The reality is that in most cases the goal is to do as little true “corrective” work as possible, and quickly progress to training that will enhance physical capacities (e.g. speed, power, strength, conditioning, etc.). In many instances, depending on the dysfunction, I think it should be a quick journey to individual-specific full training clearance. The waters get a little muddier when programming is attempting to counteract positions the athlete/client spends time in outside of the training facility.
It’s for this reason that I don’t think it’s a bad idea to continue incorporating exercises designed to be corrective on an ongoing basis. For example, having a guy that sits hunched over in front of a computer all day do a couple sets of glute bridges and thoracic spine rotations is unlikely to hurt, and very likely to help. If they continue to pass your reassessment, the exercises can be viewed as reinforcement, warm-up, activation, neuromuscular cuing, etc. If they aren’t passing the reassessment, then you have to consider (among other things):
In the last year, I’ve heard a few people “in the industry” with whom I have a lot of respect dismiss the term “corrective exercise”, and I completely get it. Corrective exercise is being thrown around a lot, often to simply refer to low-level activation exercises, which may not be correcting anything. There are two major problems with this:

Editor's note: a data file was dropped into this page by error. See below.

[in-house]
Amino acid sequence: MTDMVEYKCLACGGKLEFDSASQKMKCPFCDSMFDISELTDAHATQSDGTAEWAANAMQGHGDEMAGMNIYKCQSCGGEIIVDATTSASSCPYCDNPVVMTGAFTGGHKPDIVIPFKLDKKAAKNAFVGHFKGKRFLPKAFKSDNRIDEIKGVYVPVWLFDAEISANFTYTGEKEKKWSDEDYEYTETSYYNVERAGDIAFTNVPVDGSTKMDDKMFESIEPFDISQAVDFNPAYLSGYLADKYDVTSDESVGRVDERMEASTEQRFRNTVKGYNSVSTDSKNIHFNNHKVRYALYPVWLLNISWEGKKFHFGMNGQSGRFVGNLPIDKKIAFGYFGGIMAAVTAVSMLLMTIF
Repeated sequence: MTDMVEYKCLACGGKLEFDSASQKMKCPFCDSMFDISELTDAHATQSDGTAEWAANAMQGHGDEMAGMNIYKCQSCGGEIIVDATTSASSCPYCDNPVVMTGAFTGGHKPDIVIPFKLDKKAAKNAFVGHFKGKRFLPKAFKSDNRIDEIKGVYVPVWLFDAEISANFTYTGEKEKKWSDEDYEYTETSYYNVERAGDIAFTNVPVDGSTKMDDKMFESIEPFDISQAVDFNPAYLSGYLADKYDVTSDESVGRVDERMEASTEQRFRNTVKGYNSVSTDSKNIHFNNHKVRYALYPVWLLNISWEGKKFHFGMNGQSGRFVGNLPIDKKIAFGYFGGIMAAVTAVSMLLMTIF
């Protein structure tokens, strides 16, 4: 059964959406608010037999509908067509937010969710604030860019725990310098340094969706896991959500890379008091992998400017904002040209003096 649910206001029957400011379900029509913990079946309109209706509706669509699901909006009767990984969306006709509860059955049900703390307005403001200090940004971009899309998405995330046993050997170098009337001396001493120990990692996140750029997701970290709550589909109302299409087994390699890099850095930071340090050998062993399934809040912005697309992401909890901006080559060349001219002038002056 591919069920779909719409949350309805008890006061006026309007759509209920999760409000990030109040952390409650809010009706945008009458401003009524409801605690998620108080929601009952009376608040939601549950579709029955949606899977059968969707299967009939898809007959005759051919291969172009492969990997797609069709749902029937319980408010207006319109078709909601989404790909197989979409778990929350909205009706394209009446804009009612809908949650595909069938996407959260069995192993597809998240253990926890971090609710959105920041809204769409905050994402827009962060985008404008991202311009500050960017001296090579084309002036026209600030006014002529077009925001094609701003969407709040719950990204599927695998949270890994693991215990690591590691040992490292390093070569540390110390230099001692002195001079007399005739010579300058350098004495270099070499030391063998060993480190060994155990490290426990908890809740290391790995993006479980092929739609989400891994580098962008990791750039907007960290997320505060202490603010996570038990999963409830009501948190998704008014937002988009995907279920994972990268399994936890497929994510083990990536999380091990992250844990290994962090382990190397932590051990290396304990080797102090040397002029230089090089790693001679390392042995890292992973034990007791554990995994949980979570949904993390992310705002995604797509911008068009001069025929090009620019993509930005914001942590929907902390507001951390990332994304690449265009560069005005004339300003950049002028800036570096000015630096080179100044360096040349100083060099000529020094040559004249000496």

As an example of both, sometimes range of motion is restricted as a protective mechanism if the individual doesn’t possess the stability/control or strength to own that range. In these (and many other) circumstances, strength training with traditional exercises may be the most corrective thing the person can do.
The important take homes here are that corrective exercise needs to be programmed to correct something, and there should be a way to assess whether it’s working or not. Corrective work doesn’t always need to be in the form of low level activation exercises, and not every low level activation exercise needs to be programmed with a corrective intent. As with every exercise in your program, you should ask yourself, “Why am I programming this exercise, and is it producing the intended results?”
In a couple days, I’ll be back with the third part of this series, “Individualizing Corrective Exercise and Movement in a Group Setting”. In the meantime, don’t forget to check out the Optimizing Movement DVD set, which you can get for a $20 discount until next Saturday (December 7th), as part of a special “Extended Black Friday Sale”. Click the link below for more information!
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Kevin has rapidly established himself as a leader in the field of physical preparation and sports science for ice hockey. He is currently the Head Performance Coach for the Boston Bruins, where he oversees all aspects of designing and implementing the team’s performance training program, as well as monitoring the players’ performance, workload and recovery. Prior to Boston, Kevin spent 2 years as an Assistant Strength and Conditioning Coach for the San Jose Sharks after serving as the Director of Performance at Endeavor Sports Performance in Pitman, NJ. He also spent 5 years as a Strength and Conditioning Coach with USA Hockey’s Women’s Olympic Hockey Team, and has been an invited speaker at conferences hosted by the NHL, NSCA, and USA Hockey.